102

Bobby Bradford / John Carter Quintet: Comin' On

Raul d'Gama Rose By

Sign in to view read count
In a music industry that is for-profit by definition, the relative ignorance of history and the importance of musicians who made it historic borders on the criminally insane. How else could the complete disregard for contributions of Herbie Nichols by the industry be explained? Add to that a slew of greats who continue to be ignored by all but the cognoscenti. Musicians such as Bobby Bradford, John Carter, Billy Bang, Andrew Cyrille and Ed Blackwell, to name just a few—some living and others, regrettably no longer alive. For at least three of these names—Bradford, Carter and Cyrille—things ought to change, not least, because of the rerelease of Comin' On, a classic live set from 1988, when the three musicians were joined by keyboardist Don Preston and one-time John Coltrane alum, bassist Richard Davis, who also played on Eric Dolphy's legendary Out to Lunch.

This album, from Werner X. Uelinger's marvelous Basel-based contemporary music label, Hat Hut, renews interest in the revolutionary recordings made by Bradford and Carter almost forty years ago, because this concert from the Catalina, in Hollywood brought the two soul mates together after over a decade.

Few musicians—let alone trumpeters/cornetists—have consistently embraced the mandate for innovation like Bradford. An astute student of musical and cultural history, Bradford—like Ornette Coleman, coming from the hard-driving Texas blues scene—developed a highly expressive and uniquely vocal style of playing, celebrated in the burnished glow of his singularly evocative phrases and lines. Although Bradford's musical topography is dramatically different from Louis Armstrong, he nevertheless incorporated Pops' epic griot-like style into his own lyrical style, also brought the Coleman-evangelized Harmolodic musical idiom into his own musical language. Like few of his peers, he experimented not only with blurring the line between harmony and melody, but also in the bringing of an ecstatic kind of counterpoint to the epic architecture of his compositions.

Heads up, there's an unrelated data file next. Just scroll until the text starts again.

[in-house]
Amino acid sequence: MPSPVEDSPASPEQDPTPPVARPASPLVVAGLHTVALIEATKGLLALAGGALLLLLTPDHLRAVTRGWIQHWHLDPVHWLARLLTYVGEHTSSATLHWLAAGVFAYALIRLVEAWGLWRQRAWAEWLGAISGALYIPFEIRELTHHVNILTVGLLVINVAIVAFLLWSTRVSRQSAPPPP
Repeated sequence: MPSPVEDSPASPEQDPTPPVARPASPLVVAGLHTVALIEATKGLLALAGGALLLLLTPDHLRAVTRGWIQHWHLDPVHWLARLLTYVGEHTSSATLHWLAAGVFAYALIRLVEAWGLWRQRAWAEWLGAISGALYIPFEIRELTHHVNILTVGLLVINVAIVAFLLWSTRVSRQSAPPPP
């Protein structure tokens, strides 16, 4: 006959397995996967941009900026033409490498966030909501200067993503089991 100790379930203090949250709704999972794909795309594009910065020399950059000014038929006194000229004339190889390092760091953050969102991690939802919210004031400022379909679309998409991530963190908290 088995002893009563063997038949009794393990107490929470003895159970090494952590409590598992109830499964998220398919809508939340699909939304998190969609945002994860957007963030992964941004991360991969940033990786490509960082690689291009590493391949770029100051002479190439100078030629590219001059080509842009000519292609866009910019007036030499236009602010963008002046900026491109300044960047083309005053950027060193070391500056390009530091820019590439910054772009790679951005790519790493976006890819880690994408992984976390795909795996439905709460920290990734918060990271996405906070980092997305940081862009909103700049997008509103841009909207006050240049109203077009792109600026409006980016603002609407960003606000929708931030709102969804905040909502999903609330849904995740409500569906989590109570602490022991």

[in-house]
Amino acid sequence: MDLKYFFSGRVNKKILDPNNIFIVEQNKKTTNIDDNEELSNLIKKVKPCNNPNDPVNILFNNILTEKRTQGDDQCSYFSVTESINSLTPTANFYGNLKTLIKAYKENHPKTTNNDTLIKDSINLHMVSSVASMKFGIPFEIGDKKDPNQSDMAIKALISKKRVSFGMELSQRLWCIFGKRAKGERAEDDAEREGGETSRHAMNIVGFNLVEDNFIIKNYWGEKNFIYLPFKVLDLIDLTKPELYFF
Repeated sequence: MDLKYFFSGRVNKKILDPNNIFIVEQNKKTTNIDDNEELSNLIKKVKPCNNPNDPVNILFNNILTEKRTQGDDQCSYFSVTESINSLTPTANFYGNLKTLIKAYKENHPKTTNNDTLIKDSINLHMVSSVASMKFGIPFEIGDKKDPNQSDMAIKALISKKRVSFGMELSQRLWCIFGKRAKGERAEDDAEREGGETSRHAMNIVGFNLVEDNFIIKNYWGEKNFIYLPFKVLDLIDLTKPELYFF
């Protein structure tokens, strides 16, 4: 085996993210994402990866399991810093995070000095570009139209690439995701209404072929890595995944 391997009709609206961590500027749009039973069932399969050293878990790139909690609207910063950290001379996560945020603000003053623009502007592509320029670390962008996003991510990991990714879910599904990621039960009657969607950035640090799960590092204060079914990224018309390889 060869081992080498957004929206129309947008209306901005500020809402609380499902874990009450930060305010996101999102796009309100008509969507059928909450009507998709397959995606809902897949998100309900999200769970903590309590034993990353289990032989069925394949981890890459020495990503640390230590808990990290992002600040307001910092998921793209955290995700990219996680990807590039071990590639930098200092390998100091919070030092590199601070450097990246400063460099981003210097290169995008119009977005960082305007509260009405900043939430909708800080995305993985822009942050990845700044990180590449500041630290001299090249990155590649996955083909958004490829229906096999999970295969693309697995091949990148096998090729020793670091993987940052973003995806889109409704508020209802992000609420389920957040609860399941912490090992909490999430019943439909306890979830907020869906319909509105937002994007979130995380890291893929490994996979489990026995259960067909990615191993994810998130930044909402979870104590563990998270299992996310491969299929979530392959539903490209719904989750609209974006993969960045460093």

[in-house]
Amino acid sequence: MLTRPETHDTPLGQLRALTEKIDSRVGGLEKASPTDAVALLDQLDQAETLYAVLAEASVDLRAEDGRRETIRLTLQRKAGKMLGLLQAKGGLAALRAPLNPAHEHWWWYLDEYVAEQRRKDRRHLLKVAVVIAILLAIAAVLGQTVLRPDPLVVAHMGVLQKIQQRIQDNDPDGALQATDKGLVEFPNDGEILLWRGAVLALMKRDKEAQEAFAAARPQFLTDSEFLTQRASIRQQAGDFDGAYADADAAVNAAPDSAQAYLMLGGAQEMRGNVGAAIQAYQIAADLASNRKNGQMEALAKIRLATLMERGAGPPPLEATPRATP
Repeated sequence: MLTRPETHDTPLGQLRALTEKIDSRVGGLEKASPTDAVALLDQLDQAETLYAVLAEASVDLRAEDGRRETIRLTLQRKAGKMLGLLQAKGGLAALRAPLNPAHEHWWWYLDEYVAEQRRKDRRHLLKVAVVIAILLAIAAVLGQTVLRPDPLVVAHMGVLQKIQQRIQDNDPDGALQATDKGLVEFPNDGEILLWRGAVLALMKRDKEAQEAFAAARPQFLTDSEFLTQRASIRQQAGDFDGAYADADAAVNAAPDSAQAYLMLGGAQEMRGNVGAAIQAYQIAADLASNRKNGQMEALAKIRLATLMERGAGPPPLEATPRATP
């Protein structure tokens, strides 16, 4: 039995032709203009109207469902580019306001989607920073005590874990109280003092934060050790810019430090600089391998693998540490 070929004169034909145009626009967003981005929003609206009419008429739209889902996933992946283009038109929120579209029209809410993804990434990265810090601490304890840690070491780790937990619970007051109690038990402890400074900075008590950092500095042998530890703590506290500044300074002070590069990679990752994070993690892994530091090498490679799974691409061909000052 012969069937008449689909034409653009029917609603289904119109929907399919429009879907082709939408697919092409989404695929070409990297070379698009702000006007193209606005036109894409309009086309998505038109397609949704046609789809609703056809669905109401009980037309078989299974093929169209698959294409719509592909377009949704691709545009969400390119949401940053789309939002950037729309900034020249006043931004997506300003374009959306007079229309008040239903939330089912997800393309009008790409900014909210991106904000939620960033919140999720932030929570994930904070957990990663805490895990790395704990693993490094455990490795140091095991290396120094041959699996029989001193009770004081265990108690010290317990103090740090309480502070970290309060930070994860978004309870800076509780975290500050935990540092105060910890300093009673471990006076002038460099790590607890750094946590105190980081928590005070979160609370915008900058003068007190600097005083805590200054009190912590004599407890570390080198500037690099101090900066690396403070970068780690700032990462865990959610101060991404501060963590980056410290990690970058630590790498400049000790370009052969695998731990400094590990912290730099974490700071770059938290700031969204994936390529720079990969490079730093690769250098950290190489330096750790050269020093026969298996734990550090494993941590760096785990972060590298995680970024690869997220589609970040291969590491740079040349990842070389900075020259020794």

Fellow Texan Carter was no less influential a musician, not only in the revolutionary sixties but in the decades since. After switching from alto saxophone to clarinet, Carter fine-tuned its woody sound and became another celebrated griot, developing his actively narrative style from a gravy of the blues. His playing with Bradford contains some of the finest dialogues in contemporary music.

Comin' On highlights the mature end of the Bradford-Carter relationship. Pitting his bronzed timbres against the woody ones of Carter's clarinet, Bradford drives the title track's edgy contrapuntal discourses, Cyrille, Preston and Davis creating a not-so-background swagger that elevates the song beautifully. The elegiac lyricism of "Ode to the Flower Maiden" is sublime. "Encounter" and "Room 408" sound exceedingly hip, even today. But it is the classic jam, "Sunday Afternoon Jazz Society Blues," which contains some of the most historic music on the album. With wild, preaching and brilliant vocalizing of their respective instruments Bradford and Carter make this a truly monumental date.

Track Listing: Comin' On; Ode to the Flower Maiden; Encounter; Sunday Afternoon Jazz Society Blues; Room 408.

Personnel: Bobby Bradford; cornet; John Carter: clarinet; Don Preston: piano, synthesizer; Richard Davis: bass; Andrew Cyrille: drums.

Title: Comin' On | Year Released: 2011 | Record Label: Hat Hut Records

About Bobby Bradford
Articles | Calendar | Discography | Photos | More...

Tags

Shop for Music

Start your music shopping from All About Jazz and you'll support us in the process. Learn how.

Related

Read First Spring
First Spring
By Dan McClenaghan
Read Beyond Us
Beyond Us
By John Sharpe
Read Patchwork
Patchwork
By John Kelman